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High Court judge quashes selective licensing scheme over consultation failings

The High Court has quashed a selective licensing scheme that Enfield Council was seeking to apply to the entire borough.

In R (Regas) v LB Enfield [2014] EWHC 4173 His Honour Judge McKenna ruled that the local authority had failed to consult those outside the area who were likely to be affected.

The judge also ruled that Enfield had failed to consult for a sufficiently long period.

HHJ McKenna refused the council permission to appeal, but Enfield has since confirmed its intention to apply to the Court of Appeal.

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The case was brought by Constantinos Regas, who is landlord of one property in the borough.

Regas said: "I have always maintained my view that good housing standards are a human right. But Enfield Council have not gone about this the right way. They have accused tenants of being antisocial and have sought to criminalise landlords for tenants' behaviour. The council have now been found acting unlawfully.”

The claimant was represented by Jonathan Manning and Justin Bates, both of Arden Chambers.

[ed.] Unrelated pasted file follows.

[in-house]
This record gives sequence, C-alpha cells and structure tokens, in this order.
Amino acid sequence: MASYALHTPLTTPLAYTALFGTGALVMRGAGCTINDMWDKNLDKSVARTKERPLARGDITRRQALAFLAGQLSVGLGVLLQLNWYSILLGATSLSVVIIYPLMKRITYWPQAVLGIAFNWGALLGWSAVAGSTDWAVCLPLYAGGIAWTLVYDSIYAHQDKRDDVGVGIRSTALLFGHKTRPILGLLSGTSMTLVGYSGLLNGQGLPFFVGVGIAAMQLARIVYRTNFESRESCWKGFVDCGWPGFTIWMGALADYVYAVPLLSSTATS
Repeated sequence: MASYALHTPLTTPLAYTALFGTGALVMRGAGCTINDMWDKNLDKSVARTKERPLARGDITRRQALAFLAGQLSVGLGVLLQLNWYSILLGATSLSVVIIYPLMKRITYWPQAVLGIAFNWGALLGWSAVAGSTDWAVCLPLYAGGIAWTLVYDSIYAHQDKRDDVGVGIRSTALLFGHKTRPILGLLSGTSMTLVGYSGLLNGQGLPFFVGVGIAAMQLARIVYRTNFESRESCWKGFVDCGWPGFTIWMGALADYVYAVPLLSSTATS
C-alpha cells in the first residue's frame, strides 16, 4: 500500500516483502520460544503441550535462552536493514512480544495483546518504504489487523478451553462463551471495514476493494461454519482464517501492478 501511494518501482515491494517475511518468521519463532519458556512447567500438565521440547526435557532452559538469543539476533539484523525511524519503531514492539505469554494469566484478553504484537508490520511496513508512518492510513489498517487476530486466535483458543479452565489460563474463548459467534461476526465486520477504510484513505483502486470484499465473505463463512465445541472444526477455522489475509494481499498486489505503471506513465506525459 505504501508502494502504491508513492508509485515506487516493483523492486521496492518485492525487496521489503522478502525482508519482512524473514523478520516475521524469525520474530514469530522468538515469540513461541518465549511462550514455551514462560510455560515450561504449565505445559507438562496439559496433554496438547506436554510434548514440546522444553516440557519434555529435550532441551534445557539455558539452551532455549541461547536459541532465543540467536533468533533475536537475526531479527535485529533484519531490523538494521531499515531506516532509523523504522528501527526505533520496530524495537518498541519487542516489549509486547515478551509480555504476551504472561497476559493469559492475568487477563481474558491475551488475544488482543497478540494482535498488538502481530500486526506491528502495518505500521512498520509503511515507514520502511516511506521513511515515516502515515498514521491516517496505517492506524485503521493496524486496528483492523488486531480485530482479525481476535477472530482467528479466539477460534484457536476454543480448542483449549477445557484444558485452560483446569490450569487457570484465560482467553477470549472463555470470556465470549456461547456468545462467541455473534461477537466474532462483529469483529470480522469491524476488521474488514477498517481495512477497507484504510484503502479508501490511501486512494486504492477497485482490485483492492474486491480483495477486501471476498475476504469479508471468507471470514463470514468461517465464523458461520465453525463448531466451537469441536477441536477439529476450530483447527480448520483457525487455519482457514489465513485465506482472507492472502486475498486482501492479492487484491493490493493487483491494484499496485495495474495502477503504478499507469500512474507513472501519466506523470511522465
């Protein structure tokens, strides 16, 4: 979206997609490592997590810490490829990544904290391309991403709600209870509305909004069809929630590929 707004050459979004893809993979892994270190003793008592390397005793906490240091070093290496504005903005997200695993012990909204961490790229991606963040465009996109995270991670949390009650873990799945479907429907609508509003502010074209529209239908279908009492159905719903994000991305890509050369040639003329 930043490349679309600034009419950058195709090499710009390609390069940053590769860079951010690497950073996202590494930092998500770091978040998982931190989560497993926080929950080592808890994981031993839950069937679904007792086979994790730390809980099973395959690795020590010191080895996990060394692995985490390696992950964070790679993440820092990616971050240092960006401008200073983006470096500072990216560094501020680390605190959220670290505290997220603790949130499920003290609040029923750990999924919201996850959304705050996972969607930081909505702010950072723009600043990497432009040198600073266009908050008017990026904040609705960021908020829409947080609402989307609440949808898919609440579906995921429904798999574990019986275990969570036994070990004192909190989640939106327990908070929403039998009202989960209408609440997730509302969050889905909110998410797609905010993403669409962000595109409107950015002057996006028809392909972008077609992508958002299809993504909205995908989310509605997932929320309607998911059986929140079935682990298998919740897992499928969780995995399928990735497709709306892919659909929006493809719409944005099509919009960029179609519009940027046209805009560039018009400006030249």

Enfield's Cabinet Member for Housing and Estate Renewal, Cllr Ahmet Oykener, described the judgment as “disappointing” and said the authority disagreed with the rulings.

“It finds technical flaws with the consultation process which informed the scheme - which do not tally with the facts,” he argued. 

“The judge has ruled that the consultation mainly focused on gathering the views of local Enfield people rather than people living in neighbouring boroughs. While we make no apologies for putting the views of the people we represent at the heart of our consultation activity, we find this ruling surprising as we extended the consultation outside the boundaries of the borough.”

Cllr Oykener said the judge had also ruled that the council did not formally consult over a 10-week period (the minimum required).

“We actually ran the consultation over a 12-week period – two weeks longer than recommended. The extent and the length of the consultation activity we undertook was informed by expert, external legal opinion,” he continued. 

“Furthermore, the judgment does not find fault with the licensing scheme or challenge the evidence-based report upon which the decision to implement this scheme was taken – which Justice Ouseley has previously described as ‘detailed and careful’.”

Cllr Oykener said the council would therefore request leave to appeal against the decision.

He added: “Despite the technical points raised by the judge the court recognised that 84% of Enfield’s residents and a majority of Enfield’s businesses who responded to the consultation strongly agreed with the decision to introduce the scheme.

“We will continue to stand-up for the views and interests of Enfield’s residents and remain committed to introducing a scheme that many residents are waiting to be implemented”.

Enfield already operates a mandatory Houses in Multiple Occupation licensing scheme.

An analysis of the case will be published on Local Government Lawyer next week.

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